It was a magnificent fish.
With its dark-lined, silvery sides stretched well beyond the limits
of the yardstick, it was almost as beautiful in death as it had been flopping
in the bottom of the boat.
Still, it was quite dead. And, if I were to kill such a magnificent
creature (which I had done when I elected to keep it), I wanted to be sure
that I would use as much of it as possible (can anybody use a rib-cage
Thus, when my son-in-law, Fred Riedel, sharpened the filet knife, I
told him I would like to keep both the skeletal structure (the bones) and
the head of the fish. I didn't say it, but I have long felt that the process
of filleting fish wastes a lot of good food. And I have long gouged out
the cheek meat on bass and some other freshwater species because small
as it is, it still is good chow--some of the best meat on a fish.
When Fred had finished his work, I had three one-gallon Ziploc bags
which eventually would be placed in my home freezer. The fish head was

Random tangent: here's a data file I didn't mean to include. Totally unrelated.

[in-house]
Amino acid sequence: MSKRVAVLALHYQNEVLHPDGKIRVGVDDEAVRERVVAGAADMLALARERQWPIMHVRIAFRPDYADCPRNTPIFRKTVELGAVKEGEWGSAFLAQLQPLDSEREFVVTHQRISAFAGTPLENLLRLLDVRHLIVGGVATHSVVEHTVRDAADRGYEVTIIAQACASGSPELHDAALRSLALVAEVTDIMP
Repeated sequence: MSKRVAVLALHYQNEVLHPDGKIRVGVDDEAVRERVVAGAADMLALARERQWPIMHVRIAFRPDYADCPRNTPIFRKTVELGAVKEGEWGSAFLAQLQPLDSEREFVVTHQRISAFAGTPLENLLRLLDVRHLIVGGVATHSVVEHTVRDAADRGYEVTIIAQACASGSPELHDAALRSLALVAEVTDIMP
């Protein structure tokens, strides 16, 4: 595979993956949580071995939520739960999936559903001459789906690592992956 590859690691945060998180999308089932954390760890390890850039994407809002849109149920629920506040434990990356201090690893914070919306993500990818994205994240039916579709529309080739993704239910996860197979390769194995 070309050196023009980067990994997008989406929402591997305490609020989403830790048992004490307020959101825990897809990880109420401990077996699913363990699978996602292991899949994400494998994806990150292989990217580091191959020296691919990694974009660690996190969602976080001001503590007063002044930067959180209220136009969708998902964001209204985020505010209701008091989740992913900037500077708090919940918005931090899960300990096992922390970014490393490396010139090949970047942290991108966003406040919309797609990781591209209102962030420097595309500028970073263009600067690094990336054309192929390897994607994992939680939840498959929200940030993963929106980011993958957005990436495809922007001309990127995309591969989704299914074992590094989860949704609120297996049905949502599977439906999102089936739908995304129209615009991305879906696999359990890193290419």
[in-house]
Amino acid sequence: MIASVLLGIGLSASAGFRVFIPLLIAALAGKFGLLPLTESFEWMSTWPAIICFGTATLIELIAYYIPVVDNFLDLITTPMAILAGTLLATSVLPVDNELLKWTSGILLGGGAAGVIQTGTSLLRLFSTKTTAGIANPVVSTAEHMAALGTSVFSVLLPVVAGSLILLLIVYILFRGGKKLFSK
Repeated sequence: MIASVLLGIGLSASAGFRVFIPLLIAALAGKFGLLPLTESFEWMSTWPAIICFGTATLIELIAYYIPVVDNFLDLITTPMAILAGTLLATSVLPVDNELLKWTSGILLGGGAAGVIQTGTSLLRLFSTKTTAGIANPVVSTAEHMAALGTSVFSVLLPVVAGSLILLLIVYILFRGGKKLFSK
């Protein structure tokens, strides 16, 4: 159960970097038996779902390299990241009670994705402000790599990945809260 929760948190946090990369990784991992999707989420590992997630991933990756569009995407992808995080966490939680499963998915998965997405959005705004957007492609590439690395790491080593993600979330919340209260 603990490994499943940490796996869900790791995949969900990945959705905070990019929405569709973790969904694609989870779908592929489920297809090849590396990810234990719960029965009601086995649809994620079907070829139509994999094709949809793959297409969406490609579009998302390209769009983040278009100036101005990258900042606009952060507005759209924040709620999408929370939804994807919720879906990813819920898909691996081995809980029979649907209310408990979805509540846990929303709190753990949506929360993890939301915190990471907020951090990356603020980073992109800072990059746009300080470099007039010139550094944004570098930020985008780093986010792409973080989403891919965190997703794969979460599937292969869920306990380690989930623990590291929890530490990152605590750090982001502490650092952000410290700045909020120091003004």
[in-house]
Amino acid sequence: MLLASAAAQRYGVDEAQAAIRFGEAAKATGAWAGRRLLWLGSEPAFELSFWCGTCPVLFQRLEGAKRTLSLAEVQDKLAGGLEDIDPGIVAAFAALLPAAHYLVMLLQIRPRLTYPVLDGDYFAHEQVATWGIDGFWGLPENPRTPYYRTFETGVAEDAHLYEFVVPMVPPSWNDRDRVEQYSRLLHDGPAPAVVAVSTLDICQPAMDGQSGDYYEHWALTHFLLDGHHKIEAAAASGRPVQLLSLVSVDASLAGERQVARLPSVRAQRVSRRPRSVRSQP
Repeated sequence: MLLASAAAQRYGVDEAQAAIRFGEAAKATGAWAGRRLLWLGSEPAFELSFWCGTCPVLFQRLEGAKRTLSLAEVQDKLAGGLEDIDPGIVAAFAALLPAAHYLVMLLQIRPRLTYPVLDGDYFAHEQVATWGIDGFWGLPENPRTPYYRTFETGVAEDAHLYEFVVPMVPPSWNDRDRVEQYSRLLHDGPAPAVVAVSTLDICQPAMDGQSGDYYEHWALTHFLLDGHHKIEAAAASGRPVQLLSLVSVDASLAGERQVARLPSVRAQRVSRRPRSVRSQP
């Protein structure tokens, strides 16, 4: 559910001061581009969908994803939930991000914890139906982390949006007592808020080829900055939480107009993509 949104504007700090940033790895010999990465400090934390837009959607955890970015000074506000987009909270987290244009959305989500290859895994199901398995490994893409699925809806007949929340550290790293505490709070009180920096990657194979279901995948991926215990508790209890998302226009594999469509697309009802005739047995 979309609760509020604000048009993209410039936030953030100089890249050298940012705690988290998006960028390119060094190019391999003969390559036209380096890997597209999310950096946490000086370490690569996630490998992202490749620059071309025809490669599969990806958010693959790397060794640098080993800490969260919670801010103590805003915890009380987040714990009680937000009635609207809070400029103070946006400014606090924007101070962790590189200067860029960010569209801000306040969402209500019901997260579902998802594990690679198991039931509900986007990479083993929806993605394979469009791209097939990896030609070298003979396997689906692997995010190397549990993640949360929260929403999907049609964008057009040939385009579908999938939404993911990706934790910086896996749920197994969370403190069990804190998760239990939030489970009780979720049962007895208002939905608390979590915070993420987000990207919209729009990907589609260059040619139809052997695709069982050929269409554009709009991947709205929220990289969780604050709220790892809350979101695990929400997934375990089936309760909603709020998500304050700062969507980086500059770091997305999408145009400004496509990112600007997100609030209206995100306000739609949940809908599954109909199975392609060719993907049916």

in one bag (I wanted both those tasty nuggets of cheek meat and to see
what the inside of a striped-bass head looked like); in another were the
two big boneless filets from the sides of the fish (the scaled skin still
attached), and in the third were the bones which include a good part of
the belly meat--what I call "the bacon" of a big fish.
In due time the contents of each bag would sate my appetite, real or
Suffice it here to say that the contents of both the head bag and the
filet bag fulfilled their potential. One day last week, more than six months
after I had socked a steel 2/0 hook into the jaw of the fish, the bones
were turned into enough beautiful white fish to become the prime ingredients
of a delightful "Fish Bone Chowder," and several other fish dishes, including
a delightful salad for munching on crackers.
Here's how I did it:
When placing the bones in the freezer bag it had been necessary to cut
the spinal column into three sections. That made it easy to get them in
a large (six-quart) sauce pan.
With about half an inch of cold water in the pan (I wanted to steam-cook
the flesh, not boil it), I salted and peppered the contents, and covered